Earlier in February this year, Shannon’s tonsils were royally infected and none of the antibiotics prescribed for her were working. Fortunately, an ear, nose and throat doctor had travelled to the islands for an annual visit. After an assessment, he decided that both tonsils were to be removed and sent to Auckland for a biopsy.
A month later, the results confirmed that Shannon had Non Hodgkin’s Lymphoma. A white blood cell cancer that is developed through the lymph nodes in the body.
“It was pretty hard to try and process all of that, especially receiving the news when I didn’t have any of my family there with me because they were already here supporting mum in Auckland… …It’s just hard to accept what is out of your control.” Shannon said.
“It was such a shock because we were already so scared about mums cancer coming back and then for me to be hit with it too, it was all a bit too much. I understood both sides.” Shannon added.
Among all of the trials they’ve faced, a common denominator was the significant role that Robert has had in taking care of the two of them.
Shannon speaks of her Dad with gratitude.
“He’s our only provider at the moment and I know what it’s like to be where he is. It’s just as hard to be a caregiver. I saw it myself before I was diagnosed. Honestly, to have one patient is hard enough, but two? I don’t know how he does it.” Mousie nodded in agreement.
“Two of my other kids had to come back and help because Robert was trying to duck between our appointments as well as run our business. Our friends and family have been great support though. We’re really grateful.”
Among their support system, Shannon’s closest friends decided to fundraise as a way to be able to contribute and cover any of her medical expenses. The group call themselves ‘Kanona’ - a special nickname Robert has used for Shannon since she was young.
Much to Shannon’s surprise, the outreach was tremendous. The Kanona sisters, along with the Cook Island community, all managed to raise a total of $33k through various fundraising methods including this fundraising night at the Crown Beach Resort.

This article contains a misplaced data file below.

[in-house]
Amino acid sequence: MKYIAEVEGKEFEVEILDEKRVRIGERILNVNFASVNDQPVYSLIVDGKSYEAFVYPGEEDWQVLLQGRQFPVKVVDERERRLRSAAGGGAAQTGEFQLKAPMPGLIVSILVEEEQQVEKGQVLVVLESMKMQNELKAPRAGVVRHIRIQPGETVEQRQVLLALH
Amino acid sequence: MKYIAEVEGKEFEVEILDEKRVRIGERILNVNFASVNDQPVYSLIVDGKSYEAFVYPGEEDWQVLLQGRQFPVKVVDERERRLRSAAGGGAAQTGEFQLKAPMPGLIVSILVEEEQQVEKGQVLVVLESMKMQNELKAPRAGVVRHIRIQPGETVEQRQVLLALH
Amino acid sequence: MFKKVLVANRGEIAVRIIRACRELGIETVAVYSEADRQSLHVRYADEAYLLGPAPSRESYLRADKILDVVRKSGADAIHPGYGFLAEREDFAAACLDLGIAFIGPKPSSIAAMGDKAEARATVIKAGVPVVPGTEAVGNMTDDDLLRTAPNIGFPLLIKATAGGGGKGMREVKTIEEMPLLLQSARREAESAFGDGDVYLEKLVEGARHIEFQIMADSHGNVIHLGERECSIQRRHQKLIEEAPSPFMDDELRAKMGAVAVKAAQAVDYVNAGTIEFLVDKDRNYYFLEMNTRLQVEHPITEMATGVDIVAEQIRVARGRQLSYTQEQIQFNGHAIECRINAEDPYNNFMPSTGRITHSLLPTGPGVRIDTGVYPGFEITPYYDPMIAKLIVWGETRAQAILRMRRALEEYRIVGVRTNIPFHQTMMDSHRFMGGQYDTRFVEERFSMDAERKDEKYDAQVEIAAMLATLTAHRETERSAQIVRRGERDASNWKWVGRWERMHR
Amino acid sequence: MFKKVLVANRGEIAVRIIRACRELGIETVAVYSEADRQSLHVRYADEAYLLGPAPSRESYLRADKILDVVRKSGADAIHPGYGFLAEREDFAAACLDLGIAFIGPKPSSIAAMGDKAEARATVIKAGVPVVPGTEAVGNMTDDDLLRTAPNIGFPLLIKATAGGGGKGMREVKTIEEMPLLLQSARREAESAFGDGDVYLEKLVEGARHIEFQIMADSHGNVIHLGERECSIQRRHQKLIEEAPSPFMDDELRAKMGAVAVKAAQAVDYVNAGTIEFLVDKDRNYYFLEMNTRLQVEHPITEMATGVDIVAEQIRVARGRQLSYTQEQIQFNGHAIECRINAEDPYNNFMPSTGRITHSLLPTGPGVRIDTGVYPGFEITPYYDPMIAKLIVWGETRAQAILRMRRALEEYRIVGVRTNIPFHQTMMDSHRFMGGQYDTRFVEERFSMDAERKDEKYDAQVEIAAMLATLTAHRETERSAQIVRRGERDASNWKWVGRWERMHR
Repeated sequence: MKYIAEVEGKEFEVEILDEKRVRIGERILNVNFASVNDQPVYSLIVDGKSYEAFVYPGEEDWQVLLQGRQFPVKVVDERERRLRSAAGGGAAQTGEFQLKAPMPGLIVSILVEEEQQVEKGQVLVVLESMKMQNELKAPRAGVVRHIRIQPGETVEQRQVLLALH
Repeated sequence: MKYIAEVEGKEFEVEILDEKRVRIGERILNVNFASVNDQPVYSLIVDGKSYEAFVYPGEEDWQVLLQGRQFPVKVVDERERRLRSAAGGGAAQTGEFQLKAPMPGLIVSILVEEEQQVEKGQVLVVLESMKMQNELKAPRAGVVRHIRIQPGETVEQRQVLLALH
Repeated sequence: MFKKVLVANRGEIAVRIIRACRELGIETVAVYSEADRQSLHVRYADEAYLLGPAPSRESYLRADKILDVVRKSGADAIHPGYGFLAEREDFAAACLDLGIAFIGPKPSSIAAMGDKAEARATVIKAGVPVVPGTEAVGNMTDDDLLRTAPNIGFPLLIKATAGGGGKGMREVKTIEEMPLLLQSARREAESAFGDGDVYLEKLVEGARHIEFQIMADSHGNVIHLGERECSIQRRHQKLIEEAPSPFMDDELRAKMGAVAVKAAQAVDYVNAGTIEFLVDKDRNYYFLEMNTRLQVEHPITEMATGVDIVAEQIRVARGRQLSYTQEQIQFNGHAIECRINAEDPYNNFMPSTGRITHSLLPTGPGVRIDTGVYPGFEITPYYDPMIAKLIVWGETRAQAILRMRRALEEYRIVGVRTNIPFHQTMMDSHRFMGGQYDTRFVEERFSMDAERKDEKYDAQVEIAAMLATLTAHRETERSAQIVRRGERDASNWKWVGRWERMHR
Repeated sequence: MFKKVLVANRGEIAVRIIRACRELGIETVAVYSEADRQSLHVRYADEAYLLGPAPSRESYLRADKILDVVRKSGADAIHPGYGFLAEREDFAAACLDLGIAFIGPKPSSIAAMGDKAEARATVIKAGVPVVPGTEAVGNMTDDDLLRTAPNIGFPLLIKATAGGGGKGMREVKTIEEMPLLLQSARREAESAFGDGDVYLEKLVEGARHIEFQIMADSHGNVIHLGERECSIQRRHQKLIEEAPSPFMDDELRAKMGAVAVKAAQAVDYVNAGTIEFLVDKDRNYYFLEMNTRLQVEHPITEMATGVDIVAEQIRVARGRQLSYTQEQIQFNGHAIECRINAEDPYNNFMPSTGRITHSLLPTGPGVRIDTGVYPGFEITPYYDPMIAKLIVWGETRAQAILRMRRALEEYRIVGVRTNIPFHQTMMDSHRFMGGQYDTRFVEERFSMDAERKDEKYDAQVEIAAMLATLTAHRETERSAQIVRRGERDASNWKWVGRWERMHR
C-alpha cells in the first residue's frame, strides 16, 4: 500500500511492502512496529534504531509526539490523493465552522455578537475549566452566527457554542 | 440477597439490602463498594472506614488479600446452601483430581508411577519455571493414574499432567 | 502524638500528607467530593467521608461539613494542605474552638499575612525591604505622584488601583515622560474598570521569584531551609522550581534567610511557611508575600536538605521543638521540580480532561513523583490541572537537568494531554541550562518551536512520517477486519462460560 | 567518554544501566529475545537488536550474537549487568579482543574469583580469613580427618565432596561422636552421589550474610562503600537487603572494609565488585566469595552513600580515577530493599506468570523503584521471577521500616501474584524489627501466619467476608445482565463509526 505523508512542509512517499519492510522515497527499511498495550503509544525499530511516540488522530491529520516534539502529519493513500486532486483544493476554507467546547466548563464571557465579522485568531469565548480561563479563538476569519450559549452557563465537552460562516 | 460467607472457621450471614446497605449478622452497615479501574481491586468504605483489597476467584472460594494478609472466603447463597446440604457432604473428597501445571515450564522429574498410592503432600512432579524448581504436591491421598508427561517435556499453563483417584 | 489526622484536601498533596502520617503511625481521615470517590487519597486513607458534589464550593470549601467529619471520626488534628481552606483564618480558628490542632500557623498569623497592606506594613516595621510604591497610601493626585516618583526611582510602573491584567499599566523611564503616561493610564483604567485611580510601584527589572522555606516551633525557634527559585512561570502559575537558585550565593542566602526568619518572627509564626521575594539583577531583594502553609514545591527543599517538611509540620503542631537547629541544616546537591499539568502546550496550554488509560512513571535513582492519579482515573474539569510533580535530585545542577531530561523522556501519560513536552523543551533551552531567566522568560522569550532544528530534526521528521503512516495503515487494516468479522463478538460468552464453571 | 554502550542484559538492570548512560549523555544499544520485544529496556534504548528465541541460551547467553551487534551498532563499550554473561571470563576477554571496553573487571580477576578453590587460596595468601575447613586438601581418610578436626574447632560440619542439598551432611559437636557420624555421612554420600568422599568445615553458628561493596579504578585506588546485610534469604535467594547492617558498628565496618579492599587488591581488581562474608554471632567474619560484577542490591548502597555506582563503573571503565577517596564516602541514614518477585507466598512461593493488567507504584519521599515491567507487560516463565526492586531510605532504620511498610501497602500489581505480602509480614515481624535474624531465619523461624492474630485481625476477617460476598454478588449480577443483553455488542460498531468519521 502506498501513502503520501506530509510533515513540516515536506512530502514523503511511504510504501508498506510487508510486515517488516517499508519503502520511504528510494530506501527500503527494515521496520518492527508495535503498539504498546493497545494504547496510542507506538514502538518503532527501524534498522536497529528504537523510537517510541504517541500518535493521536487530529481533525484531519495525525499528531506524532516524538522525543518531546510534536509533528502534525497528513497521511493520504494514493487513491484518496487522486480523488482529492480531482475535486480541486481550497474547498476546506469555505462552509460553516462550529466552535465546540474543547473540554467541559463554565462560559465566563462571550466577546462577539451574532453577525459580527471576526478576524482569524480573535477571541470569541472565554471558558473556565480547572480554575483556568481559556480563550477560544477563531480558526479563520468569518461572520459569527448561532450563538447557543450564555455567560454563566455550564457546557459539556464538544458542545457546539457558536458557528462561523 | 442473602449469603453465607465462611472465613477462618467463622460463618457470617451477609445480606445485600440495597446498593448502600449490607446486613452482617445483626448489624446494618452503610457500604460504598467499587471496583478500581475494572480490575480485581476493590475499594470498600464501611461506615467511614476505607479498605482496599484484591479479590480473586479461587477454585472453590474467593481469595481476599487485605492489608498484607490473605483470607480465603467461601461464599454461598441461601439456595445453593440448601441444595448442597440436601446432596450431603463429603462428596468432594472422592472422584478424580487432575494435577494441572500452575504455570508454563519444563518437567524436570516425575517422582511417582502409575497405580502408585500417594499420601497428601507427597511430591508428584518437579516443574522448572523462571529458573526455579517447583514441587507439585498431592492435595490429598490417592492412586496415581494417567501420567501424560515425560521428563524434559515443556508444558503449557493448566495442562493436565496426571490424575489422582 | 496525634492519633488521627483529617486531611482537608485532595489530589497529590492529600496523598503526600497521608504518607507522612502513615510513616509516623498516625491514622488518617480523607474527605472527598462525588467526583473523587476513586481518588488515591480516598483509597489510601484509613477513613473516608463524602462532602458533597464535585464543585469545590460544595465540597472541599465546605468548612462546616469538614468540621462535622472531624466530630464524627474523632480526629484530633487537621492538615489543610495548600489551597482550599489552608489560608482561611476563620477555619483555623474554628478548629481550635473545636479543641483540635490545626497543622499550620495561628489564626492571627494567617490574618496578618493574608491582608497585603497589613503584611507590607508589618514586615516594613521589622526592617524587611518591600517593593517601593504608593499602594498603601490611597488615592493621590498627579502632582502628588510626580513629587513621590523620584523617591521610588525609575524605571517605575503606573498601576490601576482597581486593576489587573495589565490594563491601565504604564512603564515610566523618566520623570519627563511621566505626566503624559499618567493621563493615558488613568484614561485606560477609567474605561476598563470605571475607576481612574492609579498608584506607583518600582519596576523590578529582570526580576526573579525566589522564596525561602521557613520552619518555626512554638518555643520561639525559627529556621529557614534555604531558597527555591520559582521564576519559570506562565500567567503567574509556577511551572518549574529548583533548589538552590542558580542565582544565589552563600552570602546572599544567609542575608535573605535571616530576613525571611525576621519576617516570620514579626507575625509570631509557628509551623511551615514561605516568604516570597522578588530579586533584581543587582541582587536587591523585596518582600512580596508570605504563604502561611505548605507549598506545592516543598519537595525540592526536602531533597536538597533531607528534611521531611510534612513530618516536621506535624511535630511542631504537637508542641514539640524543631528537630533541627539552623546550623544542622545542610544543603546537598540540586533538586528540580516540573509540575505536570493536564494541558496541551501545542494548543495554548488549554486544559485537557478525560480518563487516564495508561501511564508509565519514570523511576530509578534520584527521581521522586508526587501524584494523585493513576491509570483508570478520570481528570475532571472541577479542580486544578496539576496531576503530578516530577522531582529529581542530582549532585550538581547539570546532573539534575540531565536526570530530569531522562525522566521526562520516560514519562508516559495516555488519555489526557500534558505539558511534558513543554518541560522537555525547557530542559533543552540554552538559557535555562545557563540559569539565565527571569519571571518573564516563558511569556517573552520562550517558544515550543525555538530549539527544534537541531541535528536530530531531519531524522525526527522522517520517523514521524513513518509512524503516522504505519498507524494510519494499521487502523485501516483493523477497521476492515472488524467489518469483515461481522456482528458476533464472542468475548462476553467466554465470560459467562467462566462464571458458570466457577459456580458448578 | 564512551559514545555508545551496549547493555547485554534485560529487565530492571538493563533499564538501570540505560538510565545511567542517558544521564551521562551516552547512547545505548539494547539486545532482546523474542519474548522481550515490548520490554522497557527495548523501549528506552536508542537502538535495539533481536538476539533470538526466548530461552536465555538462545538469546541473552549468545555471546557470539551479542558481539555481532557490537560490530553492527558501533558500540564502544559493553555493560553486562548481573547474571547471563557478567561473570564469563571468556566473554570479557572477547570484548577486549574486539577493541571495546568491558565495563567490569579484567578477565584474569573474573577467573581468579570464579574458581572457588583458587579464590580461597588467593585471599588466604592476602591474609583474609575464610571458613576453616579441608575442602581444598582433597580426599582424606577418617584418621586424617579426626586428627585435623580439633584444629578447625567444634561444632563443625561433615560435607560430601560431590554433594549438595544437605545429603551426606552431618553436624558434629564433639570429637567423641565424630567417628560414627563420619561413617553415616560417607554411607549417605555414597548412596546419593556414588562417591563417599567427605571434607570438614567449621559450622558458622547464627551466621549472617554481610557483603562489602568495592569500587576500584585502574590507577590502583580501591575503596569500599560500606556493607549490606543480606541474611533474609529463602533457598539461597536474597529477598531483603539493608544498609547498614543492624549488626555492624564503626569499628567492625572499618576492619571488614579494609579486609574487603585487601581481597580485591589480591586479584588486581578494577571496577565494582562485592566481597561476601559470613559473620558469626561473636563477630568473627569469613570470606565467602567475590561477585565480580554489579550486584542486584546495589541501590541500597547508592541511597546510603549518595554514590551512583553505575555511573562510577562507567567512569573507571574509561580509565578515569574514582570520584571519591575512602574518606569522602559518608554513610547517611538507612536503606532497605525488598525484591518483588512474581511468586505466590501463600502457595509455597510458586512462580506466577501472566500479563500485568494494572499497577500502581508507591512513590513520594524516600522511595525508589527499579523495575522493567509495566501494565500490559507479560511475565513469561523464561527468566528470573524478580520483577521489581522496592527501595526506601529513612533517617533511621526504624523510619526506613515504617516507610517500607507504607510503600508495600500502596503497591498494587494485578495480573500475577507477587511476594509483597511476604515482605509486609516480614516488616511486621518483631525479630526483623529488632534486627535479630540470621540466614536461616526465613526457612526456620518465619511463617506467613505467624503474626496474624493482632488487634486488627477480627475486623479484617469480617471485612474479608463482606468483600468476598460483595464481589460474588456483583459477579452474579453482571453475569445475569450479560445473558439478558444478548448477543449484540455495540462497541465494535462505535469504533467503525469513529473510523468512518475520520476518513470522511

Coming out of what was such a successful campaign, Kanona have continued to fundraise for other people within the Cook Island community that are in need.
With the help of the community and their strong support network, Mousie and Shannon’s story has become a communal blessing in many ways.
Mousie elaborates on her learning’s as a cancer fighter.
“This has really brought our family closer together. Things we use to think were important, aren’t. Everyone should spend quality time with their family, because you never know what could happen.”
Shannon didn’t hesitate to agree.
“Every single moment we spend with the people that matter, counts. This has definitely changed my relationship with my mother. If anything, she’s my inspiration. She’s one of the most strong-willed woman I know. It was hard trying to deal with my own diagnosis. All of my friends, family and people back in Raro really helped - but my biggest support is my mother. Like my girlfriends always say - ‘no one ever fights alone’. Mum and I, we’re in this together.”
Shannon has finished 6 cycles of chemotherapy and is currently undergoing 1 of 2 treatments of methotrexate (another kind of chemo). Mousie has just begun her 4th cycle of chemo and will be reviewed by the end of it to determine whether there will be further treatment.
If you would like to follow their journey or donate to Kanona, head to their Facebook page here: